Strings and Things

mu-general-1.jpgMOVING IN: L.A.-based
band Moving Units produced one of 2004’s more exemplary records of
the whole never-quite-made-it dance punk craze, titled
Dangerous Dreams. The sound was slick and cold, but the
bass was heavy, and for a while there it was a go-to college party
record. Dance punk may not have the same hipster cachet it did
three years ago, but having caught Moving Units a few times in
their nascent, L.A. club days, I cannot recommend their live show
highly enough. The band’s got a new album on the way this year and
will be rocking their old classics as well as new material this
Friday, February 2 at UCSB’s Hub. The show is free for UCSB
students and only five bucks for the general public.
— Max Burke

LOSEY GOOSEY: If you’d prefer a different side
of rock ’n’ roll in an off-the-beaten-path locale, head over to the
Creekside Inn to check out singer/songwriter Jana
. Losey released her debut CD, Bittersweet,
last year and is currently on a lengthy West Coast tour culminating
in a performance at South × Southwest in Austin, Texas. Losey plays
earnest, straight-ahead rock with intimate, articulate lyrics about
life, love, and all the other staples of introspective songwriting.
She plays with a full band, which complements her piano and voice
with guitar, bass, and percussion. Santa Barbara-born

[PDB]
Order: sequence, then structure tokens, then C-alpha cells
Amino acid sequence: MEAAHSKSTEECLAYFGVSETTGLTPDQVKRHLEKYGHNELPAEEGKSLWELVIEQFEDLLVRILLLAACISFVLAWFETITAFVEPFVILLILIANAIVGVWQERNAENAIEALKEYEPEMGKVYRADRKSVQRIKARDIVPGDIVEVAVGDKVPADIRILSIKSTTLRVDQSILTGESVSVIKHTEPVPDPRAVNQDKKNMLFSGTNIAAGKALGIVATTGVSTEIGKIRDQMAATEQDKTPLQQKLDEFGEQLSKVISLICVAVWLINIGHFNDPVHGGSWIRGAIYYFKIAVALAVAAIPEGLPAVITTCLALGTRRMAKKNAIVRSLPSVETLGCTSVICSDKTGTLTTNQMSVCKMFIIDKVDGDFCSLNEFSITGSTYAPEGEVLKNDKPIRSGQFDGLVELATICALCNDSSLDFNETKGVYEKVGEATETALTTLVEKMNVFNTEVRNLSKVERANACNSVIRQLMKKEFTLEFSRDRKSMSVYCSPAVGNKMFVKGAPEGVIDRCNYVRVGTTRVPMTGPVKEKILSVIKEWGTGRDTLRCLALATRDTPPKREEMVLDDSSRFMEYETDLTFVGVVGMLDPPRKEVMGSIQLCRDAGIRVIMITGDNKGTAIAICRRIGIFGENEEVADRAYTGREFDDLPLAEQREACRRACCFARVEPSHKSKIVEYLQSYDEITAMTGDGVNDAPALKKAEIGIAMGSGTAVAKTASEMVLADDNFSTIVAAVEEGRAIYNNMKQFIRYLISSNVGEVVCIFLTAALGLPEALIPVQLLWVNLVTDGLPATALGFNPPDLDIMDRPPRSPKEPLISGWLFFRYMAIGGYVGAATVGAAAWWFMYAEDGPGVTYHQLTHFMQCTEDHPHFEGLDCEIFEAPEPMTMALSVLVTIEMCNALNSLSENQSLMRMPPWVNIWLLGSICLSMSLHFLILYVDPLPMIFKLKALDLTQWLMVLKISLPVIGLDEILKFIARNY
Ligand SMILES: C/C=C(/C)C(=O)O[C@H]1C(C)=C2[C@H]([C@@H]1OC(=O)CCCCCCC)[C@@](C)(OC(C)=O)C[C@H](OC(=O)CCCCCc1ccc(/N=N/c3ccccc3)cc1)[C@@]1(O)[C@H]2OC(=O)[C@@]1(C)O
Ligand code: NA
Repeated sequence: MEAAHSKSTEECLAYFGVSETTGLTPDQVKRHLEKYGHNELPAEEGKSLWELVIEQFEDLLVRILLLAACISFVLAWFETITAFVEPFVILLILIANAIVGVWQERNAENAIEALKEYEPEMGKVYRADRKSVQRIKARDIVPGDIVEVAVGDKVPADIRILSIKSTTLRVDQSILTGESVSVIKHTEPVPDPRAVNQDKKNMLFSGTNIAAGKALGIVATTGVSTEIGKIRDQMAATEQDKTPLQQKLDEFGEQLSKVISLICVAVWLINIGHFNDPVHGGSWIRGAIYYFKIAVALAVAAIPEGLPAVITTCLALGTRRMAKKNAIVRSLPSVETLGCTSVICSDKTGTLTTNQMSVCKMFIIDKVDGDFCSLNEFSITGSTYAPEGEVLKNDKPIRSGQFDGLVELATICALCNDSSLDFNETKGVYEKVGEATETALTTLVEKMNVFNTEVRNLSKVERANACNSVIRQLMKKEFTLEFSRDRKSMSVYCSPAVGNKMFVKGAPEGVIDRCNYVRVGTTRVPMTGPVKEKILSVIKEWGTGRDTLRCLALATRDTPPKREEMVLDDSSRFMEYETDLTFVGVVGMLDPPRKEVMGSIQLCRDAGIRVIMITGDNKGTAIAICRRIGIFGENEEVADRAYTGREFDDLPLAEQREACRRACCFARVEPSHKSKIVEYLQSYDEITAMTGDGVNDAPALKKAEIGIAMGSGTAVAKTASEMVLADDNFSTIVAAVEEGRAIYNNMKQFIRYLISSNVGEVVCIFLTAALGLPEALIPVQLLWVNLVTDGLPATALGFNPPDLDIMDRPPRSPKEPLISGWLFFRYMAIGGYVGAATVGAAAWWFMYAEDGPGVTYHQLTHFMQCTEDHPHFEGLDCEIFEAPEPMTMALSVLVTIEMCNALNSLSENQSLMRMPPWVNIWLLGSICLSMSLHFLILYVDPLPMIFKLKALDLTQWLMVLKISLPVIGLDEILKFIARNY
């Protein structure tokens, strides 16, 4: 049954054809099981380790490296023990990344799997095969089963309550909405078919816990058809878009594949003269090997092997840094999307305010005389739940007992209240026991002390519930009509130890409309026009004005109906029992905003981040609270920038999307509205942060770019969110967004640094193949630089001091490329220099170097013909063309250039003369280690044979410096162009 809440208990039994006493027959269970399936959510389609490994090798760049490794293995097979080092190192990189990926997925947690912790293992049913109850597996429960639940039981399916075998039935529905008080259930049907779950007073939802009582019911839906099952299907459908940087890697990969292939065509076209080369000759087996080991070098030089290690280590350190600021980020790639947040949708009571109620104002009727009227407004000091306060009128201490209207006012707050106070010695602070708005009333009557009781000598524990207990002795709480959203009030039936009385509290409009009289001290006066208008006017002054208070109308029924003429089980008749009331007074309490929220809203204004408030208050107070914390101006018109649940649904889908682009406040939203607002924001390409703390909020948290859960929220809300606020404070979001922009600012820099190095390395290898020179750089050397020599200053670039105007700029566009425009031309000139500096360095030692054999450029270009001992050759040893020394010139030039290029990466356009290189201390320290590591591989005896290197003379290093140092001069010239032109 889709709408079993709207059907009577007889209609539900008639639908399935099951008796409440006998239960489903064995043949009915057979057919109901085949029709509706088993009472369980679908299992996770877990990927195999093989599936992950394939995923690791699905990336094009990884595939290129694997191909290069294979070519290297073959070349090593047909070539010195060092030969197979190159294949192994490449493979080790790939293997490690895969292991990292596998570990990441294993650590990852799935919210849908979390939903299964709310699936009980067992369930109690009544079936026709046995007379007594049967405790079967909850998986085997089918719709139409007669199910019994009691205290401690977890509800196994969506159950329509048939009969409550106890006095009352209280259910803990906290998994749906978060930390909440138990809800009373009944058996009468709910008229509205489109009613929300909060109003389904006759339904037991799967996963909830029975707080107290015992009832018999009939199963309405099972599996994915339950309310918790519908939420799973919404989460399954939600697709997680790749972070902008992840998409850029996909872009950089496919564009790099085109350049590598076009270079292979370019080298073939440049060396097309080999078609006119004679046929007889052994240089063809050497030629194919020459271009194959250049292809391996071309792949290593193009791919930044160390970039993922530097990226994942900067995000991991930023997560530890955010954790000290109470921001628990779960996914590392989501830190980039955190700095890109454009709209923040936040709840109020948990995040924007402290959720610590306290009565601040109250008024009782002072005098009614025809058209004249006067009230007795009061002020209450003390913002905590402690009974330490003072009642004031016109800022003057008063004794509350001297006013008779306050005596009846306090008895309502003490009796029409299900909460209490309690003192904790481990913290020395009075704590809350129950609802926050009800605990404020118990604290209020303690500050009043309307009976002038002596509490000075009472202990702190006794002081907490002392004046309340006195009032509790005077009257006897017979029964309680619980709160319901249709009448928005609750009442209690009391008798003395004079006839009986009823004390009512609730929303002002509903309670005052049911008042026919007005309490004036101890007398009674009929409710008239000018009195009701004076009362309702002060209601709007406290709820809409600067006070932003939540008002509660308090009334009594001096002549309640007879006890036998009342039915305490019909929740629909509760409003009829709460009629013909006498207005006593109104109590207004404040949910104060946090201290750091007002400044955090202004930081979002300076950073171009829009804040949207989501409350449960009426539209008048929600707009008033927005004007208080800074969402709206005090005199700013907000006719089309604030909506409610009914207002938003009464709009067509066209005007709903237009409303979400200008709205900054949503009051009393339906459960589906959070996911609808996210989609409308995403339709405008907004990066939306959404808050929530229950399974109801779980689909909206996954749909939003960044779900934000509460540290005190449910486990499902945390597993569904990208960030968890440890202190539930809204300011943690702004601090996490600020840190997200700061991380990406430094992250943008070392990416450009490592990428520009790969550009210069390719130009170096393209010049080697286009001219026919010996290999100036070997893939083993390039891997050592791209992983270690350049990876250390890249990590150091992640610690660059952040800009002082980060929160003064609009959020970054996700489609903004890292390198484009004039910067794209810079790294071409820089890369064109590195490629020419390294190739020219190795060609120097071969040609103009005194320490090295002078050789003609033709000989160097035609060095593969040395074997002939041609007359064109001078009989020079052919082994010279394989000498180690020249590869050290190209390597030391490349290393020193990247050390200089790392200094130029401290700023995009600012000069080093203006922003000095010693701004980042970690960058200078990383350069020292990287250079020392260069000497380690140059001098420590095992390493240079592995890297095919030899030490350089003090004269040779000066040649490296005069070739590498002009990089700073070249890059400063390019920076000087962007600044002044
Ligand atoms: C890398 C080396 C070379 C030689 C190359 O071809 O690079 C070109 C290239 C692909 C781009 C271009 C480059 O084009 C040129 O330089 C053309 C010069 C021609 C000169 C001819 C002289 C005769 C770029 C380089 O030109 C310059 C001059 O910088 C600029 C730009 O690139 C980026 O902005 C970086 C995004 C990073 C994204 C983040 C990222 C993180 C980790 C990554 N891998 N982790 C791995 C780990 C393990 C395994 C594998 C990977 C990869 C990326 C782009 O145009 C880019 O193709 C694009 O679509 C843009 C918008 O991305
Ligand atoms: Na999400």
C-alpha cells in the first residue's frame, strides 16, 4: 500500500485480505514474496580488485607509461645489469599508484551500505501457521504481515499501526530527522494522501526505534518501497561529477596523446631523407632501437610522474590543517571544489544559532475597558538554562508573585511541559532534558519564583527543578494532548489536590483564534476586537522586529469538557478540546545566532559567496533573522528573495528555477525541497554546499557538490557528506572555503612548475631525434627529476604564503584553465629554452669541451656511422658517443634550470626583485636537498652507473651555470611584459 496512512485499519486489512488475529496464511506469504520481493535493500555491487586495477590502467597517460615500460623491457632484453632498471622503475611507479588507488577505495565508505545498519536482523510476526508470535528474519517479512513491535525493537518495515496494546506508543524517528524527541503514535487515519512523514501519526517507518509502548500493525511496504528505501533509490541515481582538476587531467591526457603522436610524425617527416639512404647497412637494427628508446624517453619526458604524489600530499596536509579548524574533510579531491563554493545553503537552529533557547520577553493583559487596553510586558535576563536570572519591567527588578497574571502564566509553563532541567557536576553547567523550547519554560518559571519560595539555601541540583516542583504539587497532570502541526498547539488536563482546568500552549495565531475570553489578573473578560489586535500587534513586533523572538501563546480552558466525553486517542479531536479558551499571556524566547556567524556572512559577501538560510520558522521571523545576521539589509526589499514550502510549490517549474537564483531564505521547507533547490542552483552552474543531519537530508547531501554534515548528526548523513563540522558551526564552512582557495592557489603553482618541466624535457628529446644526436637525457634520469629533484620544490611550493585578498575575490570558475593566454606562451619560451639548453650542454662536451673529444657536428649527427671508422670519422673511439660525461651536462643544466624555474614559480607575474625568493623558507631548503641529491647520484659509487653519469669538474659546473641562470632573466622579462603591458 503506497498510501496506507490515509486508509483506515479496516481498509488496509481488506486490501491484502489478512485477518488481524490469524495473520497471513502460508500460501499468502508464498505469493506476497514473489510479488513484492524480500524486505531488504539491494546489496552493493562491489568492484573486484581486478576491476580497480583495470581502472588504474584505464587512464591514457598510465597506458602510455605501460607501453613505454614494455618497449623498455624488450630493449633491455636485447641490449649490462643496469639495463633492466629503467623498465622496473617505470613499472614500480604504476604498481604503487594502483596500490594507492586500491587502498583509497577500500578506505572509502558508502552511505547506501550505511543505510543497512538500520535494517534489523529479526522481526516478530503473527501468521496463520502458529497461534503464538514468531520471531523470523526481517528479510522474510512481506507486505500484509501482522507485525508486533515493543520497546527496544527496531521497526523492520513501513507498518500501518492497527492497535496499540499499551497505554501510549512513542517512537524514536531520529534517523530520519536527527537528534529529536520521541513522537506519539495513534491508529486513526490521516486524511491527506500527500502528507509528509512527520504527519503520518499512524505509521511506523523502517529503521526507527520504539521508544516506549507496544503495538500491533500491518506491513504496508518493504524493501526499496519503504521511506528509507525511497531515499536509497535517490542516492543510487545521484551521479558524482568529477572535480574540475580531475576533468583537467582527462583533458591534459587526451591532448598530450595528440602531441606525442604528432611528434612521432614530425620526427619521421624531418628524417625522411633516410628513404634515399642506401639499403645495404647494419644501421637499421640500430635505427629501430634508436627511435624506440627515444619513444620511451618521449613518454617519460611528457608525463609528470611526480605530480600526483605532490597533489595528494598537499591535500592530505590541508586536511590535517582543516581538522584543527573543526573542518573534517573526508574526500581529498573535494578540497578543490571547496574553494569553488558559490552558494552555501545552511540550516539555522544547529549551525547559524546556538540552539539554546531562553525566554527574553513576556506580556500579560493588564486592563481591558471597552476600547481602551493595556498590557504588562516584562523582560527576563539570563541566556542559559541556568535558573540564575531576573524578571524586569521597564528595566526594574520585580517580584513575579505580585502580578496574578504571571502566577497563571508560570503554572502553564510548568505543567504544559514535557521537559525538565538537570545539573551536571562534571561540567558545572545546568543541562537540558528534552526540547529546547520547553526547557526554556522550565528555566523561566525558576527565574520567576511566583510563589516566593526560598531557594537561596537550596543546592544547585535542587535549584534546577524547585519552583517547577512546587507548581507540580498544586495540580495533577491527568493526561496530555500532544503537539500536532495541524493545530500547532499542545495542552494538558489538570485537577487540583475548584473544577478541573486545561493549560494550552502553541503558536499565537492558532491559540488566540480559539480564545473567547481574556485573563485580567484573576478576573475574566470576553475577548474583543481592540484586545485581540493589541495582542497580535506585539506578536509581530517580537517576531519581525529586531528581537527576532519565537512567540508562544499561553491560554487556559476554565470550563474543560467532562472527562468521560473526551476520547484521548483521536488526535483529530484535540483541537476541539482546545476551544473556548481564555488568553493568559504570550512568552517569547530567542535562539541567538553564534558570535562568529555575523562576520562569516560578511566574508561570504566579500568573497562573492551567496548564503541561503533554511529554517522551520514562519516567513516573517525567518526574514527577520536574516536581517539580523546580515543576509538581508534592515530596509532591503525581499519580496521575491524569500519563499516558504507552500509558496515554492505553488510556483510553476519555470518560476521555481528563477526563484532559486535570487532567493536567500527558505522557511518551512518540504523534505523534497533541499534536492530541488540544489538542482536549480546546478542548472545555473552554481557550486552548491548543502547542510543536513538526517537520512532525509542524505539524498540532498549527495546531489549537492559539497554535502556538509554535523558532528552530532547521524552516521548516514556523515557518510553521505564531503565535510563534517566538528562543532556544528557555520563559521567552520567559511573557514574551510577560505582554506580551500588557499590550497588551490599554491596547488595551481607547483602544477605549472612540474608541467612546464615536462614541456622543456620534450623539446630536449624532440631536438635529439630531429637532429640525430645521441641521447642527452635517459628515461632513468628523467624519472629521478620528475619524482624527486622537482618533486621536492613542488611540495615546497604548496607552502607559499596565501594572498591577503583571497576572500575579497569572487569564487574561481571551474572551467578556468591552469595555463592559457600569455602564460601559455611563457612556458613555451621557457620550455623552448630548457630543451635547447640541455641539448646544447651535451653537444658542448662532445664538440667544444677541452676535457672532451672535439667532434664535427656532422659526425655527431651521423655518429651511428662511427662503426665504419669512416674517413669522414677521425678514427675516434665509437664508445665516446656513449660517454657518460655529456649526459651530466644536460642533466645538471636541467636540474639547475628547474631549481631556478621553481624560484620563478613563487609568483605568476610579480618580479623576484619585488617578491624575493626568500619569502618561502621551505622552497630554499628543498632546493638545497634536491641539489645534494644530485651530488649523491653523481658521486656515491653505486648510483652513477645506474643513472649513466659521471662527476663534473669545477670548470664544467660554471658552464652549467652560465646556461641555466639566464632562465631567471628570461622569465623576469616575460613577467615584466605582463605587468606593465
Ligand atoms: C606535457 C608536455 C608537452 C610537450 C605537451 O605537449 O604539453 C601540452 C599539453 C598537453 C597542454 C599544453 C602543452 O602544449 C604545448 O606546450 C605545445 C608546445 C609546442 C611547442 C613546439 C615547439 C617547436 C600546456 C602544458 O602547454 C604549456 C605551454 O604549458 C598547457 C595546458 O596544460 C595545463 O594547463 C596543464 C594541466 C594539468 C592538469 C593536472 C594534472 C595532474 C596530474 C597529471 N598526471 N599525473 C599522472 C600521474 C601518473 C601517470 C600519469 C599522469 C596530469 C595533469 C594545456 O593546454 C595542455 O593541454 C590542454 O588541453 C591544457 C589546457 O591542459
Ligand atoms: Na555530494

Melanie Peters is her guitarist and is making her
S.B. debut with this show. Come out and support a native daughter,
and enjoy some fine songs and playing at 8 p.m. tonight, February 1
at the Creekside. They won’t disappoint.
— MB

’s most recent album’s title track “While My
Guitar Gently Weeps” may be more aptly named “While My Guitar
Gently Sings.” Absent of any vocals, Shimabukuro’s laidback
acoustic approach makes for a beautifully constructed album. And
Conan O’Brien and Carson Daly seem to agree. O’Brien featured
Shimabukuro on Late Night with Conan O’Brien in January,
and on February 14, Shimabukuro is scheduled to appear on Last
Call with Carson Daly
. But for those who’d like to seem him
live, Shimabukuro will take the SOhO stage this Saturday, February
3 at 7 p.m. Following him will be Led Zepplica at 10 p.m.
— Sarah Hammill

DIESEL MAN: Despite the ubiquity of his big
1972 hit “Hot Rod Lincoln” with band Commander Cody, Bill
is no one-hit wonder. Since going solo in 1993,
Kirchen has released seven critically acclaimed albums, including
his most recent, Hammer of the Honky-Tonk Gods, on Proper
Records. Known as the King of Dieselbilly, Kirchen is most commonly
known for big riffs, but is currently delving deeper into his
identity as a songwriter. Check out his softer side at SOhO this
Wednesday, February 7 at 8 p.m. — SH

GET UP AND DANCE: L.A. rockers The
play an excellent mix of blues-rock, funk, and soul.
The band’s classic mix of keyboard riffs, solid bass lines, and
excellent guitar solos gives a propulsive momentum to songs like
“Say What You Will,” which sounds like a lost rock radio staple
circa 1976. Other tracks mix things up — a little mellower here, a
little heavier there — and frontman Will Segar’s
vocals impress on every tune. The Getup may not be playing the most
fashionable style of rock out there, but they are mining a rich and
diverse aspect of rock music history and coming up with something
fresh and invigorating. See if they can’t liven up your pre-weekend
festivities tonight, February 1 at SOhO beginning at 8:30 p.m.
— MB


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